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EUDEC Member School:

Summerhill School

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Address:
Westward Ho, Leiston
Suffolk, IP164HY, UK

Tel.: 00(44) 1728 830540
Fax: 00(44) 1728 830540
Email: office at summerhillschool.co.uk
Website: www.summerhillschool.co.uk

Name of contact person: Leonard Turton

Year founded: 1921

Number of students: 70
Age range of students: 6 - 17
Number of staff: 12
Type of funding (government/private): private

School Info Chart - Summerhill School

Summerhill School was founded in 1921 at a time when the rights of individuals were less respected than they are today. Children were beaten in most homes at some time or another and discipline was the key work in child rearing. Through its self-government and freedom it has struggled for more than eighty years against pressures to conform, in order to give children the right to decide for themselves. The school is now a thriving democratic community, showing that children learn to be self-confident, tolerant and considerate when they are given space to be themselves.

Summerhill is a community of over a hundred people. About 95 of these are children aged between 5 and 18. The rest are teachers, house parents and other staff. It is situated in a large much loved, Victorian house and grounds, two miles from the east coast of Suffolk.

Most of the children board during the term time, though there are day pupils as well. Usually as the younger ones grow older, they prefer to sleep at school! Summerhill is co-educational and enjoys the diversity of pupils from throughout the world.

There is a wide choice of subjects, up to and above GCSE level. A new timetable is created each term when the older children have “signed-up” for classes, through there is no compulsion to attend.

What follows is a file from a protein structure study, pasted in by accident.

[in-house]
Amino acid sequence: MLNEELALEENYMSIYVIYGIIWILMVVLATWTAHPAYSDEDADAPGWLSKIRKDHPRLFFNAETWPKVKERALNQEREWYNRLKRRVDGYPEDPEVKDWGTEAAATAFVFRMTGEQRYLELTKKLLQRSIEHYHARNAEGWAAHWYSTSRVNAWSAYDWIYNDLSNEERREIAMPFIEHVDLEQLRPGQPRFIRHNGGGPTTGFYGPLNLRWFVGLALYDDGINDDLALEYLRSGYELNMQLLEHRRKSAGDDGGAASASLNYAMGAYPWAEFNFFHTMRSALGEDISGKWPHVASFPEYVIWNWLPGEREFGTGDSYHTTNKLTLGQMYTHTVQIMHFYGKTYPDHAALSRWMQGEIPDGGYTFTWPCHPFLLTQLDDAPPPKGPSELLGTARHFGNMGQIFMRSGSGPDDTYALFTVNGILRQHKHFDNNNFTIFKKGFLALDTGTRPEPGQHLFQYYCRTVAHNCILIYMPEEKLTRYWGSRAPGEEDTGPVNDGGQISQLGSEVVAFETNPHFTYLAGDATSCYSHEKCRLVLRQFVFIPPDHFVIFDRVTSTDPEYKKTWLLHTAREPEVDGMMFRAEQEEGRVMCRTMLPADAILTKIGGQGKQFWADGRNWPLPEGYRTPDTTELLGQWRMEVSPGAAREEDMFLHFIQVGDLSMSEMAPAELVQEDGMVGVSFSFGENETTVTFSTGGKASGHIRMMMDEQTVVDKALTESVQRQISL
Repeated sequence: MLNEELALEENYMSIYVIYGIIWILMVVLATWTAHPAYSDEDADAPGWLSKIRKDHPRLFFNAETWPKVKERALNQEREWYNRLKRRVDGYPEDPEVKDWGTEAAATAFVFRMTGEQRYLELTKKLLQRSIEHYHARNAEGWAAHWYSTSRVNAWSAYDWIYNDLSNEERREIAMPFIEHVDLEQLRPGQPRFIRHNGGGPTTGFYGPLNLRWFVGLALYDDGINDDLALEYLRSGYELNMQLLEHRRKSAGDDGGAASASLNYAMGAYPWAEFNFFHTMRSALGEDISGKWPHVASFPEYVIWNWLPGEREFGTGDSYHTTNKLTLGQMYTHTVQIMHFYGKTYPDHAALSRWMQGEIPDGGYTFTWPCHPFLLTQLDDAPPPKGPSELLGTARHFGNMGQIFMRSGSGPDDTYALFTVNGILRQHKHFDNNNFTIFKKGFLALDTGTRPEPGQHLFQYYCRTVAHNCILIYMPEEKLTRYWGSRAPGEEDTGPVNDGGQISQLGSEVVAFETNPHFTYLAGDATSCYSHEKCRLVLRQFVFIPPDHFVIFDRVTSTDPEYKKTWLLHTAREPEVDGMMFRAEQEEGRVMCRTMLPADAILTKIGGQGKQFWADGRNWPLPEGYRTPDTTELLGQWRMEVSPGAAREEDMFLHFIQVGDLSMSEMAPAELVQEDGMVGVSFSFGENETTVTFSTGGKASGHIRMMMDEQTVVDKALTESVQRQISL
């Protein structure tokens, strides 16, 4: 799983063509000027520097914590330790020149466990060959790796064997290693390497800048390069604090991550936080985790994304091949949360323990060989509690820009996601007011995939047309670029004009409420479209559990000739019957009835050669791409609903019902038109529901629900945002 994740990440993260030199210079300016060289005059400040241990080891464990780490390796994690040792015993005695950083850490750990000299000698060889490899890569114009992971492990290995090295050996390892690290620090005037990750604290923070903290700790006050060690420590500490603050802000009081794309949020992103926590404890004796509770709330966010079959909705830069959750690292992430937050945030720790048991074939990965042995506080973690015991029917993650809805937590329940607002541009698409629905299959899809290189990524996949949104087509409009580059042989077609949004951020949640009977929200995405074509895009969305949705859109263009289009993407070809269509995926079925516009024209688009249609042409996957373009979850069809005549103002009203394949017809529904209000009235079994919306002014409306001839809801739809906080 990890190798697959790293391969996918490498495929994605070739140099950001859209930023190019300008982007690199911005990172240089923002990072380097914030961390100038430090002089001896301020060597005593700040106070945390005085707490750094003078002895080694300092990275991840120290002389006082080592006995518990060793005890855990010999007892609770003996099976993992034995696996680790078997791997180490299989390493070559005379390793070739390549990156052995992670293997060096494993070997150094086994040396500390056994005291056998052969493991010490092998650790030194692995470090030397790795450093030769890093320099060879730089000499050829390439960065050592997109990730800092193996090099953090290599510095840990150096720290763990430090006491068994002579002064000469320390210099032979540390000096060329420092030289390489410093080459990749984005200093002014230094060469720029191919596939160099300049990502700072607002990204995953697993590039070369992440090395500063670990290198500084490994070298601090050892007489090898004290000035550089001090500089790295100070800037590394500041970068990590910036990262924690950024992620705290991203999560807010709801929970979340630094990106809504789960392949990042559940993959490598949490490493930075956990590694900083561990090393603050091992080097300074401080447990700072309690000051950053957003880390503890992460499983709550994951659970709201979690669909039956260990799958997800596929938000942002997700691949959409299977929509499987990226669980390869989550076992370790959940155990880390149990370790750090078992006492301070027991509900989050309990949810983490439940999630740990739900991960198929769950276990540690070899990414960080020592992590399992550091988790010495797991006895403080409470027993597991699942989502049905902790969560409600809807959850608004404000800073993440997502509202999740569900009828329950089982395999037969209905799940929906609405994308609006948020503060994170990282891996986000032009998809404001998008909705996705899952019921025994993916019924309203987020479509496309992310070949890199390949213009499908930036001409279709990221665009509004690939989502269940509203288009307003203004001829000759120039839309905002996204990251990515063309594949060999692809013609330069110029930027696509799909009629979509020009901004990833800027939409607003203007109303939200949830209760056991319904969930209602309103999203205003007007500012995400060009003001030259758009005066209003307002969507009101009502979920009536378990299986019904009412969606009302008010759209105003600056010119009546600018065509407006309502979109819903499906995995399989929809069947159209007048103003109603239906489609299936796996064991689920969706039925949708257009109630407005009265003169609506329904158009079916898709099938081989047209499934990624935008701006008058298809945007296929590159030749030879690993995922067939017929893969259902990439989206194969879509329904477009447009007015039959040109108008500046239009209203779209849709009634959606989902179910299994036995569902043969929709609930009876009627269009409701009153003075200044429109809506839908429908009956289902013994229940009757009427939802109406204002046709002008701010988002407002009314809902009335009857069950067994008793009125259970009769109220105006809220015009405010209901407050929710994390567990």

As well as the structured timetable, there is free access to art, woodwork and computers. There are also open areas where kids not in classes can hang out, amuse themselves, socialise, play games, be creative etc. Adults are not there to create things for the children to do- they need to create things for themselves. So sports, games and other amusements are all generated by the pupils and adults, according to need.

The important freedom at Summerhill is the right to play. All lessons are optional. There is no pressure to conform to adult ideas of growing up, though the community itself has expectation of reasonable conduct from individual. Bullying, vandalism or other anti-social behaviour is dealt with by specially elected ombudsmen, or by the whole community in its daily meetings.

The school is set in twelve acres of garden and woodland with plenty of space for cycling, hut building, tree climbing, bonfires, camping, imaginative games. There is a swimming pool for use in the summer time, a tennis court, playing field, basketball area as well as table tennis indoors.

Summerhill is a happy and caring community that recognise the importance of expressing emotions and learning through feelings. There is a general openness and honesty among the community members. Staff do not use adult authority to impose values and solve problems; these are solved by the individual with the help of friends or ombudsmen or by the community in meetings.

The community atmosphere at the school is very strong. To an extent it must be, wherever 100 people live in close proximity for over half the year, if there is not to be unbearable strain in their relationships. But it is fostered at Summerhill by the fact that all the inhabitants are considered equal members of the community. All are equally entitled to citizenship of the school - teachers, big kids, and little kids alike - and this is reflected in their interactions with each other. There is an ease of manner between equals that cannot exist in a hierarchy, however friendly and informal.

What makes the equality real rather than mere rhetoric is the Meeting. Everyone knows, for instance, that a member of staff has no sanctions against a pupil that the pupil does not have against the member of staff - and that a teacher bringing a case against a pupil is neither more nor less likely to succeed just because of the relative status of the people involved. Here, everyone has the same status.

The result is a strong feeling of solidarity with Summerhill in all its diverse members. And they are diverse: besides the age differences, Summerhill is an international community. Many nations are represented including France, Germany, Holland, Israel, Switzerland, US, Korea and Taiwan; the UK accounts less than half of the pupils.